Don’t forget to teach

“It’s OK, you don’t need to be an expert!”

“Learn alongside the students”

“The teacher is the facilitator of learning, not the master of knowledge”

We’ve heard it all before – heck, we’ve even used them before. Catch phrases that have led many of us (me included) to forget that we do actually have a responsibility to teach our students. Teach them to read, to write, to speak confidently, to ask questions, to be responsible, to learn…

Today I was reminded of the importance of the idea of explicitly teaching students after a terrifically successful reading session. Our learning focus, or WALT as we call them (We Are Learning To…), was ‘WALT discuss what makes an active reader’.

As we use the workshop model here, I began to think about my introduction lesson. How to engage these Grade 4 students in the idea of being an active reader? Some ideas that came to mind:

  • brainstorm with the kids,
  • think, pair, share: what skills do you use when reading to make sure you are an active reader?
  • chart paper questions – have the students move around and comment on ‘How do you remember what you’re reading?’, ‘What do you do if you don’t understand something in a book?’, etc
  • write about what you do as a reader

All valid ideas, but then I remembered my objective. I want these kids to know, not remember or hope that by some chance one of the kids can read my mind. No, I want them to know! They need to know what makes an active reader. So I did what sometimes comes uncomfortably to some of us… I taught! That’s right, no student input, no questions for them, no asking a friend. Just listen!

To know what an active reader does, they had to see it, so I chose a picture story book (any will do) and shared some of my active reading skills as I read the book to them.

  • I asked questions: “Why are the soldiers in the house?”, “Why do the kids need to hide?”, “What does pendant mean?”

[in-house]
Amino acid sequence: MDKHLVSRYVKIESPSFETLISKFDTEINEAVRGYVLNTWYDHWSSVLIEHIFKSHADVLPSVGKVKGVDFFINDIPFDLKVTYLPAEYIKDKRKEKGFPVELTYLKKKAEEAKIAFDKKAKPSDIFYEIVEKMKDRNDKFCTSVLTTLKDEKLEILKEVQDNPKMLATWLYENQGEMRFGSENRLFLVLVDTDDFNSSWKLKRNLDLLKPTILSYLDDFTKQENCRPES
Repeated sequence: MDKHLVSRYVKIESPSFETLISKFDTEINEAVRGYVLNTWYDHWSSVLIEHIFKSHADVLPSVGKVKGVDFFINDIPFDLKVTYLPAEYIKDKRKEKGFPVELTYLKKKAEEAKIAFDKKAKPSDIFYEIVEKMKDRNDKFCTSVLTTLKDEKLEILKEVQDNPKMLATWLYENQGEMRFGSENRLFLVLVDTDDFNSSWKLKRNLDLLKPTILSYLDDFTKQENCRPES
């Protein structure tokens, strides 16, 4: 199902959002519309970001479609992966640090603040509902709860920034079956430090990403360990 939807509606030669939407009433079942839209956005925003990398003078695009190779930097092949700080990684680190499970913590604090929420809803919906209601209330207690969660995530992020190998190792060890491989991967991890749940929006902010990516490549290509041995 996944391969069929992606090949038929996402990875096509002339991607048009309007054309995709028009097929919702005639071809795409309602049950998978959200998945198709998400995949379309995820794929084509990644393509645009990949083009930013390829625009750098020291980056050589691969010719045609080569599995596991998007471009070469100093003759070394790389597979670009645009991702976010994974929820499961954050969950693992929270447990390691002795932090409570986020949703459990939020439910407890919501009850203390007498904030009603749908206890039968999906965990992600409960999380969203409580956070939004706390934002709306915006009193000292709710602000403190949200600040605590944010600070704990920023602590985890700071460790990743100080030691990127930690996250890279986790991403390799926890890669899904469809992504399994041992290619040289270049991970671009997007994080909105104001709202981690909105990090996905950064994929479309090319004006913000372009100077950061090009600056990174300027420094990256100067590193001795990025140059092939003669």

• I made connections: “Oh, that reminds me of when …”, “That must be where the title of the book comes from – the girl said the same thing right here”.
  • I linked to prior knowledge: “This story of migration is like when many people from China moved to Melbourne during the gold rush”
  • I shared thoughts: “Wow! That must be scary for the kids”

Sure enough, quickly I had kids chirping in ideas, questions, connections – they were being active readers. At this point I read 2 more pages and then invited the kids to share some ‘active reading’ with a partner. Following this, the students headed off to a quiet spot in the room to practice their ‘active reading’ skills using their independent reading books – those that are at the just right level.

For less than a week and a half into our school year, I am thrilled at the number of kids who were able to share with me some of the questions they asked of the book, some of the connections between the ‘Horrible Histories’ events and modern day events (eg. Black Plague to H1N1), and some of the ideas that sprung to mind.

So, while we need to reinforce that learning is a life long process, and that sometimes we don’t have all the answers, we need to keep in mind that much of the time we actually do have the answers. So let’s stop asking the students for the knowledge and skills that we can share with them.


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